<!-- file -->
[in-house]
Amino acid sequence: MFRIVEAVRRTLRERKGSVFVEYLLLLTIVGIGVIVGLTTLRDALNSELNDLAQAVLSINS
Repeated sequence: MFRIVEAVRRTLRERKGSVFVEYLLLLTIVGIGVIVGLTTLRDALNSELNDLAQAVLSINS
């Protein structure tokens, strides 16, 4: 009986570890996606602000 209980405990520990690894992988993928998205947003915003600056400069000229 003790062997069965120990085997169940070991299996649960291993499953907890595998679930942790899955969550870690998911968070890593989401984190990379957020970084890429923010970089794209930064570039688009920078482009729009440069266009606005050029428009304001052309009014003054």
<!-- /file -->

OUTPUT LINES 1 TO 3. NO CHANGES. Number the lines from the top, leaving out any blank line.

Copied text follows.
[in-house]
Amino acid sequence: MFRIVEAVRRTLRERKGSVFVEYLLLLTIVGIGVIVGLTTLRDALNSELNDLAQAVLSINS
Repeated sequence: MFRIVEAVRRTLRERKGSVFVEYLLLLTIVGIGVIVGLTTLRDALNSELNDLAQAVLSINS